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Untitled #11 1966

Philip Guston

* 1913 in Montreal † 1980 in Woodstock

Lithograph. 55.9 x 76.2 cm.

Signed, dated and inscribed.

Printers Proof outside of the edition of 25.

Price on request

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The complete portfolio is available for $ 50.000.-

Philip Guston. A suite of ten lithographs. 1966. Published by Hollander Workshop (1964-1972)

Irwin Hollander, a master printer trained at Tamarind Lithography Workshop in Hollywood, California, opened his first workshop in 1964 at 90 East 10th Street, New York City. It was the center of art world activity, near the Tanager Gallery and near the studios of Willem de Kooning, Philip Pavia and Esteban Vicente.

He was meeting all of the artists and felt that their works could be translated into print form using lithography. He could offer them a service that was new at the time in New York. Some of the artists had already done prints at Tamarind and were familiar with the medium. However, most of them had not made prints before. Hollander’s expertise was in working with painters. He helped them feel comfortable with a medium that was new to them and to transfer their methods of painting on canvas to painting on stones or plates with liquid tusche and lithographic crayon. It was the perfect medium for the Abstract Expressionist painters.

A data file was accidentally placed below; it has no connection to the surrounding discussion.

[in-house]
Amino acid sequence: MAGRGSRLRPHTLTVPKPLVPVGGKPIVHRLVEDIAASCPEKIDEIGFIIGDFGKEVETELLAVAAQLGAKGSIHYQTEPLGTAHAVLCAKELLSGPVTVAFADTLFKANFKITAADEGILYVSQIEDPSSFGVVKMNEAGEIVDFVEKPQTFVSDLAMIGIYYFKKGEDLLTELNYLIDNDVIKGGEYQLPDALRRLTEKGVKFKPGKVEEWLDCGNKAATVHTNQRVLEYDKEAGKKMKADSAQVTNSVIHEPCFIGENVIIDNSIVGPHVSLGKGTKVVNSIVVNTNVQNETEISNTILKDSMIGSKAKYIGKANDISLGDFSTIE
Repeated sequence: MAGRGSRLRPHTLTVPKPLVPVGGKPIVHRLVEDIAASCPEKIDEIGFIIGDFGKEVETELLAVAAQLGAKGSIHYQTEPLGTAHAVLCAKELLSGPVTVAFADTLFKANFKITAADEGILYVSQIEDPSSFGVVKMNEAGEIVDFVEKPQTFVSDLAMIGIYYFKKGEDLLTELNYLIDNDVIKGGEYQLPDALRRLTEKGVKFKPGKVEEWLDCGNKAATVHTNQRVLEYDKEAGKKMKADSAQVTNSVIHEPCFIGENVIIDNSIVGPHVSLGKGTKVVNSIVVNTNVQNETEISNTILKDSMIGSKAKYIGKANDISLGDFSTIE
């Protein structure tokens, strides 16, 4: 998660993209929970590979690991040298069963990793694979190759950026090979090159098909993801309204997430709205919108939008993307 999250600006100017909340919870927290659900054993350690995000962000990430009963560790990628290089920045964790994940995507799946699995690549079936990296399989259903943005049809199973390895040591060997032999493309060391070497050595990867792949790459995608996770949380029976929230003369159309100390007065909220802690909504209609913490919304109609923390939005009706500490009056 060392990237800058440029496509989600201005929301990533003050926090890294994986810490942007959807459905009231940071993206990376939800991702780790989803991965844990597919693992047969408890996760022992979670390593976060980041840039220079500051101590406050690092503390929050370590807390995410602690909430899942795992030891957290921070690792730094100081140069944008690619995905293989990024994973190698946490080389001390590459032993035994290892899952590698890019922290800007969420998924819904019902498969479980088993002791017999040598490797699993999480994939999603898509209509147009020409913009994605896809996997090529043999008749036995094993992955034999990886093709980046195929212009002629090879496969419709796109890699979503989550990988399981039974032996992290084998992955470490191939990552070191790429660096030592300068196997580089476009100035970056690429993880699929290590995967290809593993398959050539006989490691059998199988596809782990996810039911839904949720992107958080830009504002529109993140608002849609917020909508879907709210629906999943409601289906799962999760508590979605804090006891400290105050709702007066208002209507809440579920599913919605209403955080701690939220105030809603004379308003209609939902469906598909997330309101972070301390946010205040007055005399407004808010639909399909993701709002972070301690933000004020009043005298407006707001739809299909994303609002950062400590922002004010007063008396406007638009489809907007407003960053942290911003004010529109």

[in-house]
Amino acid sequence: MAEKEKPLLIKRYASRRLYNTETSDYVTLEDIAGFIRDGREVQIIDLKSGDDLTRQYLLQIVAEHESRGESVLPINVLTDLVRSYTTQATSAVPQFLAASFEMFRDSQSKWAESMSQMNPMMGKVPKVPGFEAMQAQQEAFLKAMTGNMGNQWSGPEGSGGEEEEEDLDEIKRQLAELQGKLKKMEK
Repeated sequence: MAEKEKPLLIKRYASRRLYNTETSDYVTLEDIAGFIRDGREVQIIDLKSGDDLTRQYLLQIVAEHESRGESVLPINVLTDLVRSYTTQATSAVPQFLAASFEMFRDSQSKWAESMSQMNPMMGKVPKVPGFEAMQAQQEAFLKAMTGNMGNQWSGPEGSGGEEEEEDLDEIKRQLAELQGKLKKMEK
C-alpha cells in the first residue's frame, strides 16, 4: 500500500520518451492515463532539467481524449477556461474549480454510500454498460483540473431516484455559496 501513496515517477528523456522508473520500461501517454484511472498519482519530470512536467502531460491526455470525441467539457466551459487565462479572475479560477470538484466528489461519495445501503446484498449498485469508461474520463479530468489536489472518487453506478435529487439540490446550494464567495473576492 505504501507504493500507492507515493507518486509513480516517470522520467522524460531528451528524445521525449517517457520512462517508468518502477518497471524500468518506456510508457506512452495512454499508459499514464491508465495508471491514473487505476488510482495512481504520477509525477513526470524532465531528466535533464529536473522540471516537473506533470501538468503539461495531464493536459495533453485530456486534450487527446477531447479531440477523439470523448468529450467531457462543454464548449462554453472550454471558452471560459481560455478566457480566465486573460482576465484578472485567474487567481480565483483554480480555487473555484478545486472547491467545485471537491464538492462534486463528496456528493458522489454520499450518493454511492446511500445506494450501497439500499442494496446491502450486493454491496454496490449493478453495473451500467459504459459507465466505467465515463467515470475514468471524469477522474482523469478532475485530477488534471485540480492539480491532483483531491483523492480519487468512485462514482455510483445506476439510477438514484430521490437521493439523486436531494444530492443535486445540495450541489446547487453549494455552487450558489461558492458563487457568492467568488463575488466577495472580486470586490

Hollander worked with Albers, Cage, de Kooning, Francis, Guston, Kaprow, Kelly, Morris, Motherwell, Nevelson, Rosenquist, Steinberg, Ting, Tworkov, and Vicente among others.
In 1963 Philip Guston created his first lithograph under Hollander’s supervision at Tamarind. In 1966 he did a series of lithographs at Hollander’s workshop that were graphic reflections of his paintings, which are the core of our online exhibition.

In 1969 he moved his workshop to 195 Chrystie Street. In 1970 he editioned twenty four images with Willem de Kooning. Several were published by Hollander and first shown at the Museum of Modern Art.

According to Hollander “It is on the shoulders of our masters that we do something.”

It was on the shoulders of Irwin Hollander that master printers were trained and artists created great prints.